Piece for Person and Ghetto Blaster (Brisbane Powerhouse and Mobile States)
Brisbane Powerhouse, Turbine Studio
The enigmatically titled “Piece for Person and Ghetto Blaster” is a quirky show of lofty ambition as it sets out to present an anthropological exploration of the complexities of trying to be a better person. An incident lasting all of ten minutes is told from three different points of view: a woman is out running and sees a man throwing stones at a sitting duck. What happens next leaves the woman coming to terms with the event and its consequences and by proxy provides opportunity for the audience to be guided in examination of the ethics of intervention and the excuses we make for ourselves.
“Consider for a moment this moral conundrum” Nicola Gunn commands as she attempts to start the one-woman show with the story about a woman who is running by the water in Ghent, Belgium, when she witnesses a man who appears to be skimming stones on the water, actually throwing then at the duck, as two young children watch on. Should she do something and if so, what? Could his actions be tempered by other considerations (better he take his frustrations out on the duck as opposed to his wife or children perhaps)? What could be the consequences of confrontation in front of the man’s children?
In the 70 minutes that follow, the audience is faced with a range of such questions as all possibilities and perspectives are explored (even that duck has a say), but never as expected as Gunn’s direct-to-audience storytelling is delivered while completing a series of exercise drills around the stage (and even into the audience) in a series of exaggerated, stylised moments.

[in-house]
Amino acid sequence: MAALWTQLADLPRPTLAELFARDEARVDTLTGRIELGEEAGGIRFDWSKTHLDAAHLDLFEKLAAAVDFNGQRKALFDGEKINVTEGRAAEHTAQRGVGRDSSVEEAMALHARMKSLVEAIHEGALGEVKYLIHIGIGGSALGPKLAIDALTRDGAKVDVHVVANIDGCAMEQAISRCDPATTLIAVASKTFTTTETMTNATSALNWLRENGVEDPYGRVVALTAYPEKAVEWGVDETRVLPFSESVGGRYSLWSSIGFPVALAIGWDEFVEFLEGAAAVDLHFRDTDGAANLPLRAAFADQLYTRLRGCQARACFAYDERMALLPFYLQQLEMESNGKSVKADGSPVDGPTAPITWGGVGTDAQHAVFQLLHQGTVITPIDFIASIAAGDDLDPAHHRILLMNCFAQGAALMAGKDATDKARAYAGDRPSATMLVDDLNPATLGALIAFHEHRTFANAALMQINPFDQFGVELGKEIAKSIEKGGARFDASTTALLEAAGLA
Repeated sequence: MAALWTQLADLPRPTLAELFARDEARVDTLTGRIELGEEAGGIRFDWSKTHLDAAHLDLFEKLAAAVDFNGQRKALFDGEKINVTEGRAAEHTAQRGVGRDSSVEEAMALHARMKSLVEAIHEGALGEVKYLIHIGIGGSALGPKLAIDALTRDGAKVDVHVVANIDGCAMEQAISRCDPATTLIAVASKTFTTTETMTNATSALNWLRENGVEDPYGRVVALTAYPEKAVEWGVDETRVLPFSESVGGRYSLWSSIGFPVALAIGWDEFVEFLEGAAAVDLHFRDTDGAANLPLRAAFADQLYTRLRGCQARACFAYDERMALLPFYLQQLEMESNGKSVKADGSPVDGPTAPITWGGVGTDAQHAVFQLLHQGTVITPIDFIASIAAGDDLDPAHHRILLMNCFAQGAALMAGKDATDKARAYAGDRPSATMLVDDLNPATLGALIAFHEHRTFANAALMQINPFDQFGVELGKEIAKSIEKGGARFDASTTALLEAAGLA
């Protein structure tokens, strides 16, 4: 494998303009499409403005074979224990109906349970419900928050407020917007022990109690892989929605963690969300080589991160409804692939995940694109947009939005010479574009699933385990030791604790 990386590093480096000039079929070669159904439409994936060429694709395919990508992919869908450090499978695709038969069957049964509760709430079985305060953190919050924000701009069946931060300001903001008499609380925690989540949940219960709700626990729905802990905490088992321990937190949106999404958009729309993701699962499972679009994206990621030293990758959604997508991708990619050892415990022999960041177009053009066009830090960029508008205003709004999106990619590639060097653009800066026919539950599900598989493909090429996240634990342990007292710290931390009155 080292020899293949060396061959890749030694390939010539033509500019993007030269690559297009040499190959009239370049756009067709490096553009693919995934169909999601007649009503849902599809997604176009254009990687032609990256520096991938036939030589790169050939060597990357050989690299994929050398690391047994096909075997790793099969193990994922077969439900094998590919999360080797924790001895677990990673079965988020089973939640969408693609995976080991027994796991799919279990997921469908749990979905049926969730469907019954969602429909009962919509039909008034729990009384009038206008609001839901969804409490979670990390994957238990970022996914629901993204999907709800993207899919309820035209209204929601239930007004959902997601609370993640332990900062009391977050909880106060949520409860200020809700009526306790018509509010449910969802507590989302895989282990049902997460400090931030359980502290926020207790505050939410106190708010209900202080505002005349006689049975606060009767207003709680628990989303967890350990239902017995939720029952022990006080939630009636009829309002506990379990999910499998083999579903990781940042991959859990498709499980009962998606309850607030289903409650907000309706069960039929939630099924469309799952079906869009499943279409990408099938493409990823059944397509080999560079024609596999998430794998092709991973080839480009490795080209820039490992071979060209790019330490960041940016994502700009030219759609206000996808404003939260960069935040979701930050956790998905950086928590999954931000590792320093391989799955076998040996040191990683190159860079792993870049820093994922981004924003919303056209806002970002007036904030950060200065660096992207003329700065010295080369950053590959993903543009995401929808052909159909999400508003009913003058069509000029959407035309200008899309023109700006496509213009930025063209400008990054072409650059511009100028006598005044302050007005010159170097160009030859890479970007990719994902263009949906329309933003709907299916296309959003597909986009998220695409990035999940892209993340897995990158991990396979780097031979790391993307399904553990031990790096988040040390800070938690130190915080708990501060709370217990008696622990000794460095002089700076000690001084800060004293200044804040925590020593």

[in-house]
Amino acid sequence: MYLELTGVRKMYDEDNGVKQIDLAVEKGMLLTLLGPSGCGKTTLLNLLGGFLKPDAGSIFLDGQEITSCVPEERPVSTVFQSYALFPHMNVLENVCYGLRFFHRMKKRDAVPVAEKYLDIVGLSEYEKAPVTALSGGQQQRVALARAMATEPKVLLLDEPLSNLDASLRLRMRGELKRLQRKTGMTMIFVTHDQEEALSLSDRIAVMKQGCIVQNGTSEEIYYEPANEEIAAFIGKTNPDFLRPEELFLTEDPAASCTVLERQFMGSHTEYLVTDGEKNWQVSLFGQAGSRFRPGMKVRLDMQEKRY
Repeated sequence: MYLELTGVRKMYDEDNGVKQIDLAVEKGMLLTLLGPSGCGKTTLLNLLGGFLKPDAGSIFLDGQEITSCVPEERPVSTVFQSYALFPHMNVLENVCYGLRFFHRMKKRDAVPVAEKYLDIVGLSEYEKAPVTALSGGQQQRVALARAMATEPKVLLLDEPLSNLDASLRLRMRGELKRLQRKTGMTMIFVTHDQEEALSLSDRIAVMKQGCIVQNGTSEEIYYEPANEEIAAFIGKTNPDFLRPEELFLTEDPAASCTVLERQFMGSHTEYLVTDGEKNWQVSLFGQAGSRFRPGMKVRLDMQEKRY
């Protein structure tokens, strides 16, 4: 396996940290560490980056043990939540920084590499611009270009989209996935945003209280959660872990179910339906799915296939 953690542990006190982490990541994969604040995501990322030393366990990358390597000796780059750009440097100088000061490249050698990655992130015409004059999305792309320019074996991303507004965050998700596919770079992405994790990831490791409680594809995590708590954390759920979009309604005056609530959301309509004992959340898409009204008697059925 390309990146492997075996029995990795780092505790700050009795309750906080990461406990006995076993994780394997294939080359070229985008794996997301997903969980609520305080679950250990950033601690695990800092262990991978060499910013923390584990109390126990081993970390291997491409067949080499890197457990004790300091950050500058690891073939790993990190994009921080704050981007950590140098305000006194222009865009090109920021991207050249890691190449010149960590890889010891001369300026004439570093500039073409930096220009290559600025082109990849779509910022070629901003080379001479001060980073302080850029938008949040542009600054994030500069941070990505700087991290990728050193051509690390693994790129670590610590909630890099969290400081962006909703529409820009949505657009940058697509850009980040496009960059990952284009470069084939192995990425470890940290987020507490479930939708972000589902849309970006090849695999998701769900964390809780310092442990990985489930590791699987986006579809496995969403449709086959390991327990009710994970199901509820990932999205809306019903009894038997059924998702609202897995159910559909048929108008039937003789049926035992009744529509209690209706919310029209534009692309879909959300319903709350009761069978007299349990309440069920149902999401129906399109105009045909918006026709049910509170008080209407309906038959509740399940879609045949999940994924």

The result is at once confusing and distracting, detracting from its quality premise with unnecessary, unrelenting physicality, especially given the lack of correlation between Jo Lloyd’s carefully choreographed moves and the dialogue being delivered. And when, in the work’s final minutes, Gunn emerges as the duck, the revelation represents some of the show’s most effective moments as finally, for a few moments at least, she is standing still.
In contrast, the show’s rambling monologue style serves as asset to its audience engagement as the core story is inset with titbits of random information of the type told in purposeless conversations – about Belgium and its fictional detective Hercule Poirot, Scotland the merit of the movie “Brief Encounter”. And peppered throughout are a number of eloquent observations about art, peace and the temptation of temptation.
Gunn is a personable performer with a likeable manner. Her vocal delivery is naturally charming, despite the eccentric, athletic performance with which it is accompanied. Niklas Pajanti’s lighting is initially stark, however, intense colour fills the space as shades of grey begin to emerge from within ponderment of the woman’s predicament.
This also affords creation of some memorable images of shadowed movement and dazzling lasers as the work’s previously minimalist score swells to a lengthy finale of electronica thanks to Kelly Ryall’s hypnotic, synthesised soundscape, presumably from the ghetto blaster that appears on stage without any real relevance
Even though it is the duck that gets the final word, “Piece for Person and Ghetto Blaster” leaves audiences with much to consider about its moral quandaries. It is very much a festival show in its meritorious focus on ideas, the impact of which is diluted by unnecessary theatrics and, therefore testament to the value of the statement that less is often more.